Teen Careers Poll: Boys Motivated by Higher Salary While More Girls Are Self-Motivated Junior Achievement-ING poll finds differences in motivation, goals and career choices between boys and girls
COLORADO SPRINGS, Colo., March 8 /PRNewswire/ -- As the number of women surpasses men in the workforce, a recent Junior Achievement (JA)-ING poll found striking differences in the opinions of teenage boys and girls in what motivates them to excel on the job and what tools they consider important in determining career success.
Motivation to succeed stems from very different places for boys and girls. The JA-ING poll found that fewer girls than boys said they needed perks such as a promotion and raise (girls 38 percent, boys 56 percent), to excel on the job. When asked if they needed additional motivation to succeed, 40 percent of girls responded that they did not, while only 22 percent of boys said they needed no extra motivation. Also, when asked what would motivate them to take a less than ideal job, the poll found that fewer girls say they are motivated by a higher salary than boys, with 67 percent girl respondents saying they were motivated by a higher salary versus 74 percent of boy respondents.
Boys and girls also had differing opinions on how to prepare for career success. While 85 percent of girls identified schools programs, such as job shadowing, that help develop work skills and prepare them for a career, only 78 percent of boys identified the above as important for career readiness. Furthermore, girls (68 percent) placed more value on mentoring and networking than boys (61 percent) in helping them get a good job.
"Despite some interesting gaps among young women and men, we're seeing that all teens are thinking very seriously about their career paths," said Jack E. Kosakowski, president of Junior Achievement USA. "Teens are telling us they want to channel this energy and invest in their future careers. Junior Achievement programs help kids reach their goals by providing them with positive career role models and with the tools to be successful in the workplace, such as leadership and teamwork skills."
As women start to outnumber men in the workforce, taking a look at what careers boys and girls aspire to can provide insight on whether this new workplace balance is here to stay. According to the JA-ING poll, girls are still lagging behind boys in choosing careers in math and science – only 10 percent of girls picked engineering and science versus 19 percent of boys, and two percent of girls are pursuing careers in computers versus eight percent of boys. However, girls are choosing careers that are and will continue to be in high demand – 20 percent of girls want to be doctors versus only nine percent of boys, and 13 percent of girls are pursuing teaching versus four percent of boys. Girls are selecting those jobs which tend to be more in demand, which should further tilt the employment scales in their favor.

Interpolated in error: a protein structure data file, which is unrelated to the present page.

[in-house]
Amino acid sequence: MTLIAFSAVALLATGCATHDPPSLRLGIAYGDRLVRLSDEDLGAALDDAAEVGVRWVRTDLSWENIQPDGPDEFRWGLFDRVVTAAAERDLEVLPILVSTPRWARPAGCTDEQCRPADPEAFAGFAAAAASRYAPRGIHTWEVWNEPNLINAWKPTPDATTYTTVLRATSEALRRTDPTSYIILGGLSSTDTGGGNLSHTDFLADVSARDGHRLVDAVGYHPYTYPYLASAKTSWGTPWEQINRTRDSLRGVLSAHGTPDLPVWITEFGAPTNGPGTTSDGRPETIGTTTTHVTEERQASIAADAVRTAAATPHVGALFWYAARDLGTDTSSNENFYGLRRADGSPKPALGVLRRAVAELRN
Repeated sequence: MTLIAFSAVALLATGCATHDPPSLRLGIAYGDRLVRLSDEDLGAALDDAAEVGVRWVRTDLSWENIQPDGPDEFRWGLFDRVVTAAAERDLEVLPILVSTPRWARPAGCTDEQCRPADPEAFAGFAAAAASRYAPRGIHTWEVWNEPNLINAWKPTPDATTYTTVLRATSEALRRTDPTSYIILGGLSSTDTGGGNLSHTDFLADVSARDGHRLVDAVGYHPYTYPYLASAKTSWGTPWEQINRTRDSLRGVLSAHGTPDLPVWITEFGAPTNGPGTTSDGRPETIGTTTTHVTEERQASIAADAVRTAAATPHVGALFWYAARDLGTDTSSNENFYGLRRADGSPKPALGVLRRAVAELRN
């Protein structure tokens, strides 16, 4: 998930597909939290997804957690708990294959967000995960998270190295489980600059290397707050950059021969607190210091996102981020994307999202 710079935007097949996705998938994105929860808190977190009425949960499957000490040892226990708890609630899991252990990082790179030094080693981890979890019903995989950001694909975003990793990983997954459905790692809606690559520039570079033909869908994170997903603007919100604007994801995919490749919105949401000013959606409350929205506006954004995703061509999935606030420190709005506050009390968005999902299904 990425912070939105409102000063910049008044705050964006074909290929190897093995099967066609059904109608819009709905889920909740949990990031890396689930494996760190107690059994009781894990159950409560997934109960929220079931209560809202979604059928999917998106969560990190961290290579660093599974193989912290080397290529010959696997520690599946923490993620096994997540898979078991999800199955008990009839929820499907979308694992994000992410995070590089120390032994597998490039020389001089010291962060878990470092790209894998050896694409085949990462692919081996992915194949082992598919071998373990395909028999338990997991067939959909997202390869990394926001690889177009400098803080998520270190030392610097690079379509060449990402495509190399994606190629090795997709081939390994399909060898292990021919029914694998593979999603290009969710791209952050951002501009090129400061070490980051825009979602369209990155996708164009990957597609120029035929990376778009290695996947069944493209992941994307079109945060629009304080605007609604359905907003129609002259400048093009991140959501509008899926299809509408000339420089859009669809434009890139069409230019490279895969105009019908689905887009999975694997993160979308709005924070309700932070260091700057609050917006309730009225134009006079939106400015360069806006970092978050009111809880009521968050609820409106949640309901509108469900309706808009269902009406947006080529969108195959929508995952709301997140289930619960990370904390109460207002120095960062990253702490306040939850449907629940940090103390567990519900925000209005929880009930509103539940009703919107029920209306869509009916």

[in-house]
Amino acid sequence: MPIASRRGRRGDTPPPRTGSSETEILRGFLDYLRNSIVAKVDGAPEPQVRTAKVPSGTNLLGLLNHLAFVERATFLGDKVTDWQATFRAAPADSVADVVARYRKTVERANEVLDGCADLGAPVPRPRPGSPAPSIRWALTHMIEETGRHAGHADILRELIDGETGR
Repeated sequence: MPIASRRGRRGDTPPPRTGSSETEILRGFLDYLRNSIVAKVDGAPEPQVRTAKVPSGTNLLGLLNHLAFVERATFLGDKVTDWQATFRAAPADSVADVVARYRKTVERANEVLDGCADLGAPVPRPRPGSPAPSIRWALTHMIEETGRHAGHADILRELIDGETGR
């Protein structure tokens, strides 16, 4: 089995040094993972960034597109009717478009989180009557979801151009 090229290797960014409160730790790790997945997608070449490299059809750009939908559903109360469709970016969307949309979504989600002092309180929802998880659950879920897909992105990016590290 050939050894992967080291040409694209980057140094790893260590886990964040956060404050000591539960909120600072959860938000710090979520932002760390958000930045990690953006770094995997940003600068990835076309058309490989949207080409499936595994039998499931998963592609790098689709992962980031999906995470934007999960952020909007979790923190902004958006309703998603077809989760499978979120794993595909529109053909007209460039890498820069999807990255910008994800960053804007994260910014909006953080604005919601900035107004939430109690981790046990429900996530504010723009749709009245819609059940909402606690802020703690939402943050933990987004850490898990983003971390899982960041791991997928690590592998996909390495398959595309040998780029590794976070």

For a full survey abstract, visit: http://ja.org/files/polls/kids_careers_2010-JA-ING-Teens-and-Career-Poll.pdf.
The Junior Achievement-ING Kids and Careers Poll was conducted by Opinion Research Corporation from December 10-13, 2009, and surveyed 750 U.S. boys and girls ages 12-17 by telephone. The survey's margin of error is +/- 3.4 percent.
About Junior Achievement® (JA)
Junior Achievement is the world's largest organization dedicated to inspiring and preparing young people to succeed in a global economy. Through a dedicated volunteer network, Junior Achievement provides in-school and after-school programs for students which focus on three key content areas: work readiness, entrepreneurship, and financial literacy. Today, 128 individual area operations reach more than four million students in the United States, with an additional five million students served by operations in 125 other countries worldwide. For more information, visit www.ja.org.
ING is a global financial institution of Dutch origin offering banking, investments, life insurance, and retirement services to over 85 million residential, corporate and institutional clients in more than 40 countries. With a diverse workforce of about 110,000 people, ING is dedicated to setting the standard in helping our clients manage their financial future.
In the U.S., the ING (NYSE: ING) family of companies offers a comprehensive array of financial services to retail and institutional clients, which includes life insurance, retirement plans, mutual funds, managed accounts, alternative investments, direct banking, institutional investment management, annuities, employee benefits, and financial planning. ING holds top-tier rankings in key U.S. markets and serves nearly 30 million customers across the nation.
ING's diversity management philosophy and commitment to workplace diversity, diversity marketing, corporate citizenship and supplier diversity fosters an inclusive environment for employees that supports a distinctive product and service experience for the financial services consumer.
For more information, visit www.ing.com/us.
About the ING Foundation
The ING Foundation's mission is to improve the quality of life in communities where ING operates and its employees and customers live. Through charitable giving and employee volunteerism, the foundation focuses on programs in the areas of financial literacy, children's education, diversity, and environmental sustainability.
For more information, visit www.ing-usafoundation.com.
SOURCE Junior Achievement